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META II Grammar Explained

Even after reading the paper, I had a hard time understanding how the grammar worked. Below are my notes on the grammar itself.

This description assumes that you have read the paper and that you are familiar with the different syntactic and semantic constructs of the language.

A META II grammar starts with .SYNTAX followed by an identifier pointing to the first syntax equation. The control must go there first, .OUT('ADR ' *).


A grammar is composed of zero or more syntax equations.

          $ ST

A grammar terminates with .END.

          '.END'        .OUT('END').,

A syntax equation starts with an identifier, the metalinguistic variable, separated from a first-order expression by the = character. Each syntax equation is translated into a recursive subroutine, .LABEL * and .OUT('R').

ST = .ID .LABEL * '=' EX1 '.,' .OUT('R').,

The syntax equation for first-order expressions implements the alternative operator of the language. If the previous second-order expression, EX2, returns true, the control is redirected to the end of the subroutine, .OUT('BT ' *1).

EX1 = EX2
      $ ('/' .OUT('BT ' *1) EX2)
      .LABEL *1 .,

The syntax equation for second-order expressions implements the concatenation mechanism of the language. A second-order expression can be a concatenation of third-order expressions or output directives.

If the first construct fails, the control is redirected to the end of the subroutine, .OUT('BF ' *1). Otherwise, the parsing continue. If no third-order expression or output directive is found, the subroutine finishes. If one is found but the parsing failed, a syntax error is thrown, .OUT('BE').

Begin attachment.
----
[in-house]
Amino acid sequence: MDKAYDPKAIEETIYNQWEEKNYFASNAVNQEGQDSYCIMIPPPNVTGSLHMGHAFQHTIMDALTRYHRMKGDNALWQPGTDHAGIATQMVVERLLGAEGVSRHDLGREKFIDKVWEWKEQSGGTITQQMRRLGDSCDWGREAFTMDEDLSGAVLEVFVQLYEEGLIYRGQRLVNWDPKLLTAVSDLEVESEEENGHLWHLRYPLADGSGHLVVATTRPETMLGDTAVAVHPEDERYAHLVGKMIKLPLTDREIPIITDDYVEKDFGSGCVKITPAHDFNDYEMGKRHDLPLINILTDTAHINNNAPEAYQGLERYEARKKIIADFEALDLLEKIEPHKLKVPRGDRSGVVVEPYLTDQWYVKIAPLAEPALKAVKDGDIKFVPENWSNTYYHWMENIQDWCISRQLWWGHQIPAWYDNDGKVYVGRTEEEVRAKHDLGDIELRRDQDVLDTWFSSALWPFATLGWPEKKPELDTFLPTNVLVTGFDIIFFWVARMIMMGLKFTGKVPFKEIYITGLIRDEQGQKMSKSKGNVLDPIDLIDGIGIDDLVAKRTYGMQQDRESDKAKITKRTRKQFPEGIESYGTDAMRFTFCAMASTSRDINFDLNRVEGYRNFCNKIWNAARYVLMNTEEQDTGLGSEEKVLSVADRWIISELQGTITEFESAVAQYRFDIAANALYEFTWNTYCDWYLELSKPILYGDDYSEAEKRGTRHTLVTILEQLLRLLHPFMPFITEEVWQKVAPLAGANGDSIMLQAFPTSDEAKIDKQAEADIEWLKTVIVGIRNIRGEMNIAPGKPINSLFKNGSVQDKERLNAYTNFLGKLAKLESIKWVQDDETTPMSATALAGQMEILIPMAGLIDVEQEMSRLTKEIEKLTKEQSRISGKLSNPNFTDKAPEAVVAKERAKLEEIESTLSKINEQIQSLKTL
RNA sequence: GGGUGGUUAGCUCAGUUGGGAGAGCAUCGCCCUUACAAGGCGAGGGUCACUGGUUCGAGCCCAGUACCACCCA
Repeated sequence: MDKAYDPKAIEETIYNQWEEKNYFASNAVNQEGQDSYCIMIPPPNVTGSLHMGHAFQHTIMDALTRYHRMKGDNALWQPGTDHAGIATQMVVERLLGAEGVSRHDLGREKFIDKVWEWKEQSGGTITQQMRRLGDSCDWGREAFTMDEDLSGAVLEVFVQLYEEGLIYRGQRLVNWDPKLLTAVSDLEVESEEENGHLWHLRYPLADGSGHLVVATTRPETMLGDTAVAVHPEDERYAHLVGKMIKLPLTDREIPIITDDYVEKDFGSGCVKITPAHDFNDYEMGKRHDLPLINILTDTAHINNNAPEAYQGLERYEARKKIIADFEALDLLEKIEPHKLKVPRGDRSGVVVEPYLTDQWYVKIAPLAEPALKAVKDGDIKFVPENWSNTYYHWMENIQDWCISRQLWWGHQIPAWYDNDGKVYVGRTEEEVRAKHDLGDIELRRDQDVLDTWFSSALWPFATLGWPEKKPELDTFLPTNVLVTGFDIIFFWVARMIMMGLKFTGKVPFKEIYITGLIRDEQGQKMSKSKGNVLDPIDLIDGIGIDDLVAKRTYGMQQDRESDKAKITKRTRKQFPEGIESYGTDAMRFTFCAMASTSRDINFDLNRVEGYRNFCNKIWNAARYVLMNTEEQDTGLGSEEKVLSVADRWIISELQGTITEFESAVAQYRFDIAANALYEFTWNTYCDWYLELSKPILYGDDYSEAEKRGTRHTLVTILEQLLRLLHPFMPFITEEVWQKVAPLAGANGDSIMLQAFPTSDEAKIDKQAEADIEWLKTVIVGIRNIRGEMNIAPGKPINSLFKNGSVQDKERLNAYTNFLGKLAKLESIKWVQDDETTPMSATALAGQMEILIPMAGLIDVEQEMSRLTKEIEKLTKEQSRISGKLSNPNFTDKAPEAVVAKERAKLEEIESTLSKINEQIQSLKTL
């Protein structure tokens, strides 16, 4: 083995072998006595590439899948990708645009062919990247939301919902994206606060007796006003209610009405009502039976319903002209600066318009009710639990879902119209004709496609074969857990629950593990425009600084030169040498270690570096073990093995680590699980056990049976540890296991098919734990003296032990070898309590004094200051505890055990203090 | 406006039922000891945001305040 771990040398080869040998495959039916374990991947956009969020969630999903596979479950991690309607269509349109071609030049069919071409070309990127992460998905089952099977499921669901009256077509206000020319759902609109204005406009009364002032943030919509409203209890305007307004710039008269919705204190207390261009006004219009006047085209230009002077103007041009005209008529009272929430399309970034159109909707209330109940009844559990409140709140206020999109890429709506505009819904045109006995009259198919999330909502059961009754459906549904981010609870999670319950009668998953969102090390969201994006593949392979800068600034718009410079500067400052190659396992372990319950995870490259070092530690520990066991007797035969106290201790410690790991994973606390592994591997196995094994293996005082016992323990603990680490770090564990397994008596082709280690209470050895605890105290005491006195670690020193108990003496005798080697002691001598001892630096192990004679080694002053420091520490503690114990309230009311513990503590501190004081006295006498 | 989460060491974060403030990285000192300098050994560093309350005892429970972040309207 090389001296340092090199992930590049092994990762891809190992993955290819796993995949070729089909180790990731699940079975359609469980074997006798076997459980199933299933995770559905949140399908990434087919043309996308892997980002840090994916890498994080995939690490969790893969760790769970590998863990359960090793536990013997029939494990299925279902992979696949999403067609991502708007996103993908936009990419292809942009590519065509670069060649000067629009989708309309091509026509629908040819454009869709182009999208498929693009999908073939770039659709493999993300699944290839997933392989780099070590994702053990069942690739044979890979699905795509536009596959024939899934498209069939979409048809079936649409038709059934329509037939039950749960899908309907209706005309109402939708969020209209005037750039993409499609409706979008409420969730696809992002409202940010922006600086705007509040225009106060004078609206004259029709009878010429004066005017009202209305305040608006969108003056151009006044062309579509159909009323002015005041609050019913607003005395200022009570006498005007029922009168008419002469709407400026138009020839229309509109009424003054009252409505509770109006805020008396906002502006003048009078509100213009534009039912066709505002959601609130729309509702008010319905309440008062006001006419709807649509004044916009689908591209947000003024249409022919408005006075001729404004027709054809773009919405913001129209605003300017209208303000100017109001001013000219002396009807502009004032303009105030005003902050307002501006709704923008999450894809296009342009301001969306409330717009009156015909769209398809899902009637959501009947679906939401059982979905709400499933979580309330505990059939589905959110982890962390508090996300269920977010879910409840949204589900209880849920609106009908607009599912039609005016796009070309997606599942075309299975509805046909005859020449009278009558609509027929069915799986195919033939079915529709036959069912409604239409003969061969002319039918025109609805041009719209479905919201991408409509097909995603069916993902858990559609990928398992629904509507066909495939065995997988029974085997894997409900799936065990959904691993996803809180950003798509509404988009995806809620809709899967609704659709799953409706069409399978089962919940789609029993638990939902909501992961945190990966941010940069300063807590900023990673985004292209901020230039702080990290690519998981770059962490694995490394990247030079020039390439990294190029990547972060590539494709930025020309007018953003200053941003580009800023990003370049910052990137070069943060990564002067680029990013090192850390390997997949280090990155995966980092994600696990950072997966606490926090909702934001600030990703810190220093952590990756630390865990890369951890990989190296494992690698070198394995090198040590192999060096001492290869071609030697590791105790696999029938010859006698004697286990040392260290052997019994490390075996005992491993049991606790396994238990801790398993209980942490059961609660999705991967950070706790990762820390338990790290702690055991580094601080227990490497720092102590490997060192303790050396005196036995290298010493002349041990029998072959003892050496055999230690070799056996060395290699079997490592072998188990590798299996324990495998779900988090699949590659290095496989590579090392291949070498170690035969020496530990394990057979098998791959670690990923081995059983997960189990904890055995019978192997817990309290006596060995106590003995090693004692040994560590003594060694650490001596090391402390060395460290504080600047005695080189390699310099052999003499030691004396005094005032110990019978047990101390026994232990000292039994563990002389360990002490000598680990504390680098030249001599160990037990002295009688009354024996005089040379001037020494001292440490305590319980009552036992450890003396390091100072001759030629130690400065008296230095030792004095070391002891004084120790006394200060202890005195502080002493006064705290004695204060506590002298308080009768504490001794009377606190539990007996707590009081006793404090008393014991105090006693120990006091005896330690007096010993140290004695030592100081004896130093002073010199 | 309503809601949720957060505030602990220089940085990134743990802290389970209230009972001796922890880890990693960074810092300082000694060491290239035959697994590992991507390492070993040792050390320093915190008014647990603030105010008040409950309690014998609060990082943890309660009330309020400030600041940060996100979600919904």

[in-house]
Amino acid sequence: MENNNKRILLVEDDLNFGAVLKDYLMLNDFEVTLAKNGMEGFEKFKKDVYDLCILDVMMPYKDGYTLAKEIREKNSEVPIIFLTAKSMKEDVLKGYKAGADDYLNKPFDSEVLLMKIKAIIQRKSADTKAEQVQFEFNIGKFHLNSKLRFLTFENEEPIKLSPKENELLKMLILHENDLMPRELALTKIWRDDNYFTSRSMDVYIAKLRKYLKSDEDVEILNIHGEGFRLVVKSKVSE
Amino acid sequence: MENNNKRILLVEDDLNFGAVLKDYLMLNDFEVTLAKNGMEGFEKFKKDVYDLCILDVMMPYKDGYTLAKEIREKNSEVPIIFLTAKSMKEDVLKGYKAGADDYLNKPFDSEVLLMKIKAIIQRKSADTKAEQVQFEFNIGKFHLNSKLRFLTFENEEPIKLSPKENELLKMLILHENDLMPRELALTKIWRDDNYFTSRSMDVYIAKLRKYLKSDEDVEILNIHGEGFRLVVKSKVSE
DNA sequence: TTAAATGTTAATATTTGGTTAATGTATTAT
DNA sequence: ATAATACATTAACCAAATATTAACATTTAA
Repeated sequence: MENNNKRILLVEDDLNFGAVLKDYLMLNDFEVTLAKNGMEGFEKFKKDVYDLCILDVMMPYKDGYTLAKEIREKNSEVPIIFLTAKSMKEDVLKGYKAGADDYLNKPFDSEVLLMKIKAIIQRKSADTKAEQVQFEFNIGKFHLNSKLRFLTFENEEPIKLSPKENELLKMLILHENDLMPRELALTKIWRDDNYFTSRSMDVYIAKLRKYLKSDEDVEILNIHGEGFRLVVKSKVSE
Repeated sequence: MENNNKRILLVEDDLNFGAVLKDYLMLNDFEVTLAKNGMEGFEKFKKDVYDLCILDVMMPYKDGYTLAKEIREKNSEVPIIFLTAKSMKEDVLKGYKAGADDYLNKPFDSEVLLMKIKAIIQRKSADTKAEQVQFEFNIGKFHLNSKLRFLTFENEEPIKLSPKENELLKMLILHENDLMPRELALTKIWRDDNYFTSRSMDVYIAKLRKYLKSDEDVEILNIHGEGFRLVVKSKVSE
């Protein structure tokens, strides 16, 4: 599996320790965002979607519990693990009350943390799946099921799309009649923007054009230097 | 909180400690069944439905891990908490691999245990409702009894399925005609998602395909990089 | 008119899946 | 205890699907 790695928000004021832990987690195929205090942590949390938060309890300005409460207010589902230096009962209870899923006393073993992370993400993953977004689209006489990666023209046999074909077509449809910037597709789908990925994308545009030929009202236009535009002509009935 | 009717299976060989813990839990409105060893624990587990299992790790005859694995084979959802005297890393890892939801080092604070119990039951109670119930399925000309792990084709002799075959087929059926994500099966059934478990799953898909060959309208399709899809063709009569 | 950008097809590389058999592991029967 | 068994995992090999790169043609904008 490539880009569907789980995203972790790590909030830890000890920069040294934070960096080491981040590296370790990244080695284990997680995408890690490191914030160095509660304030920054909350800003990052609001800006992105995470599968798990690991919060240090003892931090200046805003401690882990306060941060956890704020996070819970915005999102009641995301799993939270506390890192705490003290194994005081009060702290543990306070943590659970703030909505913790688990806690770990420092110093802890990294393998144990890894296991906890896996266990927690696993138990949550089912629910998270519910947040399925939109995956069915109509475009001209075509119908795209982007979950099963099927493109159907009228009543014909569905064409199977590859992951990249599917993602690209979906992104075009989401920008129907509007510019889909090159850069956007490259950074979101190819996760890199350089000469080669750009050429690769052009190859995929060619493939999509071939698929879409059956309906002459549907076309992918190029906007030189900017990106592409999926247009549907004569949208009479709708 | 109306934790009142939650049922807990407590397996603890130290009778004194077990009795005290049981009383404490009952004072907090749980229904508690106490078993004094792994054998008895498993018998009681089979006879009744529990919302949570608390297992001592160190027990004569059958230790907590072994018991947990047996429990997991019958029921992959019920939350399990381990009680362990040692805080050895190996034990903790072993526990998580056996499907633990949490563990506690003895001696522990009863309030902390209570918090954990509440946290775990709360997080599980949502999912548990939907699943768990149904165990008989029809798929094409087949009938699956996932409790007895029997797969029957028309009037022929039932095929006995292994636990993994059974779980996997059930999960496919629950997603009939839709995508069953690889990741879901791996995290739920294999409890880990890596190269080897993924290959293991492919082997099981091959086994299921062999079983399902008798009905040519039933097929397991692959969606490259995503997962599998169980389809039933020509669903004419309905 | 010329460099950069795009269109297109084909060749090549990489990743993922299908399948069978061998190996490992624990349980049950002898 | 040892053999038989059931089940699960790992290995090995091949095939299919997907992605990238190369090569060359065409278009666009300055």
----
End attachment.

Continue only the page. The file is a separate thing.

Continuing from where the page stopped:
EX2 = (EX3 .OUT('BF ' *1) / OUTPUT)
      $ (EX3 .OUT('BE')     / OUTPUT)
      .LABEL *1 .,

The syntax equation for third-order expressions implements:

  • the mechanism to combine syntax equations, .ID, which calls the subroutine with the same name, .OUT('CLL ' *).
  • the syntax recognizers: .STRING, '.ID', '.NUMBER', '.STRING' which call the appropriate string matching procedure
  • the precedence mechanism using parenthesis
  • the optional operator: '.EMPTY'
  • the optional sequence operator: '$', a syntax alternative to '.EMPTY'

The optional sequence operator tries to recognize as many third-order expressions as possible and always succeeds, .OUT('SET').

EX3 = .ID               .OUT('CLL ' *)
    / .STRING           .OUT('TST ' *)
    / '.ID'             .OUT('ID')
    / '.NUMBER'         .OUT('NUM')
    / '.STRING'         .OUT('SR')
    / '(' EX1 ')' 
    / '.EMPTY'          .OUT('SET')
    / '$' .LABEL *1 EX3 .OUT('BT ' *1) .OUT('SET').,

The syntax equations for output directives implement the .OUT and .LABEL directives to generate assembly code.

OUTPUT = ('.OUT' '(' $ OUT1 ')'
       / '.LABEL' .OUT('LB') OUT1)
       .OUT('OUT') .,

.OUT and .LABEL accept the same arguments. GN1 and GN2 are used to generate and copy labels for implementing subroutines and control structures. * is used to copy what has just been parsed. .STRING is used to copy a string literal

OUT1 = '*1'     .OUT('GN1')
     / '*2'     .OUT('GN2')
     / '*'      .OUT('CI')
     / .STRING  .OUT('CL ' *).,